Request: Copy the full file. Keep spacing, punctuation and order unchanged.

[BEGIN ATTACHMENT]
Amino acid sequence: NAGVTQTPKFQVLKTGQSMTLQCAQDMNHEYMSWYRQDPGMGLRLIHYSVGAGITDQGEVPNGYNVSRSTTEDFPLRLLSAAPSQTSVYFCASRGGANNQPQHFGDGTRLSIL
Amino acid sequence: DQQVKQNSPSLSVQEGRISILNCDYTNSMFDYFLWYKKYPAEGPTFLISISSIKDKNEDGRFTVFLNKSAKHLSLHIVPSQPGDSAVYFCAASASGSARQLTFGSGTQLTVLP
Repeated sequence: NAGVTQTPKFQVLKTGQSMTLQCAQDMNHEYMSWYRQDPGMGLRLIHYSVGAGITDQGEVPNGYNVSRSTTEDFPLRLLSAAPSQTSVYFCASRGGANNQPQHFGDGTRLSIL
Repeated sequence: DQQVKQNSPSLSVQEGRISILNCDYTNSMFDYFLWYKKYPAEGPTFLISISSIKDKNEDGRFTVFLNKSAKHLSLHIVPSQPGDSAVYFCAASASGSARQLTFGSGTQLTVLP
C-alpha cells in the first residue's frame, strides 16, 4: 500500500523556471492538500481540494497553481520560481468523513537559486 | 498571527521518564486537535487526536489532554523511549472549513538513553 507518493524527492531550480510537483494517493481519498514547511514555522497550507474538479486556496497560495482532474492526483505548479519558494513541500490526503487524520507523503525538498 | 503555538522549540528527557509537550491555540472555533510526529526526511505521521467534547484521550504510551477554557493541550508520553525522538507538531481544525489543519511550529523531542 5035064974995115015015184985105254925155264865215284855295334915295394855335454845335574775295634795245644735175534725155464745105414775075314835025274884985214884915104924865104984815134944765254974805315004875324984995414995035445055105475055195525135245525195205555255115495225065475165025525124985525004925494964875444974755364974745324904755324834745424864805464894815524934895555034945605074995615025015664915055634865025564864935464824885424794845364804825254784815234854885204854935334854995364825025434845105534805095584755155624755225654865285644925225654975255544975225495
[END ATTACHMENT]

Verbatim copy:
Amino acid sequence: NAGVTQTPKFQVLKTGQSMTLQCAQDMNHEYMSWYRQDPGMGLRLIHYSVGAGITDQGEVPNGYNVSRSTTEDFPLRLLSAAPSQTSVYFCASRGGANNQPQHFGDGTRLSIL
Amino acid sequence: DQQVKQNSPSLSVQEGRISILNCDYTNSMFDYFLWYKKYPAEGPTFLISISSIKDKNEDGRFTVFLNKSAKHLSLHIVPSQPGDSAVYFCAASASGSARQLTFGSGTQLTVLP
Repeated sequence: NAGVTQTPKFQVLKTGQSMTLQCAQDMNHEYMSWYRQDPGMGLRLIHYSVGAGITDQGEVPNGYNVSRSTTEDFPLRLLSAAPSQTSVYFCASRGGANNQPQHFGDGTRLSIL
Repeated sequence: DQQVKQNSPSLSVQEGRISILNCDYTNSMFDYFLWYKKYPAEGPTFLISISSIKDKNEDGRFTVFLNKSAKHLSLHIVPSQPGDSAVYFCAASASGSARQLTFGSGTQLTVLP
C-alpha cells in the first residue's frame, strides 16, 4: 500500500523556471492538500481540494497553481520560481468523513537559486 | 498571527521518564486537535487526536489532554523511549472549513538513553 507518493524527492531550480510537483494517493481519498514547511514555522497550507474538479486556496497560495482532474492526483505548479519558494513541500490526503487524520507523503525538498 | 503555538522549540528527557509537550491555540472555533510526529526526511505521521467534547484521550504510551477554557493541550508520553525522538507538531481544525489543519511550529523531542 5035064974995115015015184985105254925155264865215284855295334915295394855335454845335574775295634795245644735175534725155464745105414775075314835025274884985214884915104924865104984815134944765254974805315004875324984995414995035445055105475055195525135245525195205555255115495225065475165025525124985525004925494964875444974755364974745324904755324834745424864805464894815524934895555034945605074995615025015664915055634865025564864935464824885424794845364804825254784815234854885204854935334854995364825025434845105534805095584755155624755225654865285644925225654975255544975225495